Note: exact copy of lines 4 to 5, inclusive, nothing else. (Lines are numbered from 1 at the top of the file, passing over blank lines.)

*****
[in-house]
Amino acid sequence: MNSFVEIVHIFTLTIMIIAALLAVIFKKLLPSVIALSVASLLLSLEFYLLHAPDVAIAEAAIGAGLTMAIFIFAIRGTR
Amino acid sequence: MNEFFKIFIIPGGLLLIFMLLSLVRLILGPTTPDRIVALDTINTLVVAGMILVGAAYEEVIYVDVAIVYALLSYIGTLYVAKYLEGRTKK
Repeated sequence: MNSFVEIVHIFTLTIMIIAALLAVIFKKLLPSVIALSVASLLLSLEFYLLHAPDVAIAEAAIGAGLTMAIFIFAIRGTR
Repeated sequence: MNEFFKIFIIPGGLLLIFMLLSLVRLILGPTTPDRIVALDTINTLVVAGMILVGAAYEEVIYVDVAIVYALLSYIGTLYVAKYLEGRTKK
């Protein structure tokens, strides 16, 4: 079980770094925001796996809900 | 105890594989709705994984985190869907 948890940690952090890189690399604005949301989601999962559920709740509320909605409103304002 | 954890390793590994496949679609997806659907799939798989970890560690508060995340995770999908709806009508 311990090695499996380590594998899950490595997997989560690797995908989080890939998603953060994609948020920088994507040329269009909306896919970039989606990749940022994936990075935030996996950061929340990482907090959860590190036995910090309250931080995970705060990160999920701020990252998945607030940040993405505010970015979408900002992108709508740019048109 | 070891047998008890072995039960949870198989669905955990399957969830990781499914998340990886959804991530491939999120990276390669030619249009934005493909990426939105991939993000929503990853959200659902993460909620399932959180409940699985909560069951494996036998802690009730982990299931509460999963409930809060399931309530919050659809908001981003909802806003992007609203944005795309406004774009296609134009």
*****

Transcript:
Repeated sequence: MNSFVEIVHIFTLTIMIIAALLAVIFKKLLPSVIALSVASLLLSLEFYLLHAPDVAIAEAAIGAGLTMAIFIFAIRGTR
Repeated sequence: MNEFFKIFIIPGGLLLIFMLLSLVRLILGPTTPDRIVALDTINTLVVAGMILVGAAYEEVIYVDVAIVYALLSYIGTLYVAKYLEGRTKK